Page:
Study

Impact of conservation areas on trophic interactions between apex predators and herbivores on coral reefs

  • Published source details Rizzari J.R., Bergseth B.J. & Frisch A.J. (2015) Impact of conservation areas on trophic interactions between apex predators and herbivores on coral reefs. Conservation Biology, 29, 418-429.

Actions

This study is summarised as evidence for the following.

Action Category

Control human activity in a marine protected area with a zonation system of restrictions

Action Link
Marine Fish Conservation

Cease or prohibit all types of fishing in a marine protected area

Action Link
Marine Fish Conservation
  1. Control human activity in a marine protected area with a zonation system of restrictions

    A site comparison study in 2011–2013 of 18 coral reef sites in the Great Barrier Reef, Coral Sea, Australia (Rizzari et al. 2015) found that in a marine protected area where human activity has been controlled by zones for 10-20 years, two of six different groups of fish were more abundant and two had a larger size and biomass in no-entry zones than no-take and fished zones. Densities of apex predators and browser herbivores were higher in the no-take zone compared to both the no-take and fished zones but there were no differences between areas for targeted and non-targeted medium-sized predators and two other groups of herbivorous fish (data reported graphically and as statistical results). Fish size and biomass differed between areas only for the targeted and non-targeted predator groups and were higher in the no-entry zone than the other zones (data reported as statistical results). In addition, the differences in the predator groups due to protection level were not found to influence the density, size or biomass of the herbivorous fish groups. Reefs in three management zones within the Great Barrier Reef Marine Park were surveyed from October-April 2011–2013: no-entry (protection >20 years), no-take (protected 10–20 years where fishing is prohibited but non-extractive activities like diving are allowed), and fished areas. Fish were categorized into six groups according to food chain position and exploitation status (see original paper for details). At each reef (six/zone), apex predators were surveyed 2-6 times using 45-minute timed swims (20 m wide transect) and medium-sized predators and herbivores >10 cm total length using 10-16 transects (10 × 50 m).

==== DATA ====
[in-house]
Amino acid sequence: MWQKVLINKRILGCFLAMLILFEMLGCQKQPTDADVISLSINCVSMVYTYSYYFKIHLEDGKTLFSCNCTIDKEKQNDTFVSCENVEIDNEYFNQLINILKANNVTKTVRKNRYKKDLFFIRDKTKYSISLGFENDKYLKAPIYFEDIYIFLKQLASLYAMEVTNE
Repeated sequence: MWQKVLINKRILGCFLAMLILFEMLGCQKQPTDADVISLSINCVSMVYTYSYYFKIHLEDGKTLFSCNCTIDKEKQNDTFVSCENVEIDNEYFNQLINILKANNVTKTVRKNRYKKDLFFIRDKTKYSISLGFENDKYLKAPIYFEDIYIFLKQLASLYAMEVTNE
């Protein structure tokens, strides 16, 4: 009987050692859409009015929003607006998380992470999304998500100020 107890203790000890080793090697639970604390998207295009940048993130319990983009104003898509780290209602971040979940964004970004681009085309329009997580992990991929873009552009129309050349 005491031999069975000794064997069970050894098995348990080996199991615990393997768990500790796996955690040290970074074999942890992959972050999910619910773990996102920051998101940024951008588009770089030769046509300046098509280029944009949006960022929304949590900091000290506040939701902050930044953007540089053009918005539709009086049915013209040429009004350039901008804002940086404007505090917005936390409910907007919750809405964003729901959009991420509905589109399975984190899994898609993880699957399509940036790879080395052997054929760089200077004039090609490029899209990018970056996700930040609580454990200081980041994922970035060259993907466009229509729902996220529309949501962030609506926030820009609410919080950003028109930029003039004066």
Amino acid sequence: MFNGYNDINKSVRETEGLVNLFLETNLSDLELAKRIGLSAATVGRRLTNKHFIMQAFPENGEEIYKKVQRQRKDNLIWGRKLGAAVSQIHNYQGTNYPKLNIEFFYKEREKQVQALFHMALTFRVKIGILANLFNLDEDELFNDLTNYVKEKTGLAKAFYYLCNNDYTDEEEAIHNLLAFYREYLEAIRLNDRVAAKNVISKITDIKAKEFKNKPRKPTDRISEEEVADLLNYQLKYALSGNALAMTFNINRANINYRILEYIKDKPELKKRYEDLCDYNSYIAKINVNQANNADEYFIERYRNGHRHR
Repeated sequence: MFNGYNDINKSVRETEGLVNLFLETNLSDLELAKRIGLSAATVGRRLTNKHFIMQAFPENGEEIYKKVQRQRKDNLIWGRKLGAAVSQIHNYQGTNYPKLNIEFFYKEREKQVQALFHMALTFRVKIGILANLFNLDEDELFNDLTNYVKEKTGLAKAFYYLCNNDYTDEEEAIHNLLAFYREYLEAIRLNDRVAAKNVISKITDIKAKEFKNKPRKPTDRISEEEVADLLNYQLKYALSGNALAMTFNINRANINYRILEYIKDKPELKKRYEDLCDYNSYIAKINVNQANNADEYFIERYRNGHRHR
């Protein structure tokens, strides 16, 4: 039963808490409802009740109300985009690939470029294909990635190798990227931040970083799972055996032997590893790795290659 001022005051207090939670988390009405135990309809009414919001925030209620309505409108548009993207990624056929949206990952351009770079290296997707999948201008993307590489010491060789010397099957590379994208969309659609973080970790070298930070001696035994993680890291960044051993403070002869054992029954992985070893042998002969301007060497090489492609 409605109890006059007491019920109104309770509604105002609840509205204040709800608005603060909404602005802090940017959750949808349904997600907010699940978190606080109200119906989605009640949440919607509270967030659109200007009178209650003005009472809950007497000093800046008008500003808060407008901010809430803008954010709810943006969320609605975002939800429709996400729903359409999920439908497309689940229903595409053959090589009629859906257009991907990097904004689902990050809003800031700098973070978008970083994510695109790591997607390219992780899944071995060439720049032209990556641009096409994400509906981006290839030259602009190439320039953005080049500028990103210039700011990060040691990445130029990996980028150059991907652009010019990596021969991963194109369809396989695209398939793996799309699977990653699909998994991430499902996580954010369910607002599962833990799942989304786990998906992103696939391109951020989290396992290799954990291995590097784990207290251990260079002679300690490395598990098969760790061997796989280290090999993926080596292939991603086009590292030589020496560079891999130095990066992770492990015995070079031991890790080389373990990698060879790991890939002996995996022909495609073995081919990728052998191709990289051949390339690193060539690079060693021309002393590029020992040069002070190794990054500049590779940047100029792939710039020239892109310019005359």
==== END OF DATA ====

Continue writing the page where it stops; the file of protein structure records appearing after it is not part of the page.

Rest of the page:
(Summarised by: Khatija Alliji)

  2. Cease or prohibit all types of fishing in a marine protected area

    A site comparison study in 2011–2013 of 18 coral reef sites on the Great Barrier Reef in the Coral Sea, Australia (Rizzari et al. 2015) found that in a marine protected area where human activity was controlled by zones, of six different fish trophic groups, two were more abundant and two had a larger size and biomass in no-entry zones than no-take and fished zones, after 10 to >20 years of protection. Densities of apex predators and browser herbivores were higher in the no-take zone compared to both the no-take and fished zones but there were no differences between areas for targeted and non-targeted medium-sized predators and two other groups of herbivorous fish (data reported graphically and as statistical results). Fish size and biomass differed between areas only for the targeted and non-targeted predator groups and were higher in the no-entry zone than the other zones (data reported as statistical results). In addition, the differences in the predator groups due to protection level were not found to influence the density, size or biomass of the herbivorous fish groups. Reefs in three management zones within the Great Barrier Reef Marine Park were surveyed from October-April 2011–2013: no-entry (protection >20 years), no-take (protected 10–20 years where fishing is prohibited but non-extractive activities like diving are allowed), and fished areas. Fish were categorized into six groups according to food chain position and exploitation status (see original paper for details). At each reef (six per zone), apex predators were surveyed two to six times using 45-minute timed swims (20 m wide transect) and medium-sized predators and herbivores >10 cm total length using 10 to 16 transects (10 × 50 m).

    (Summarised by: Khatija Alliji)

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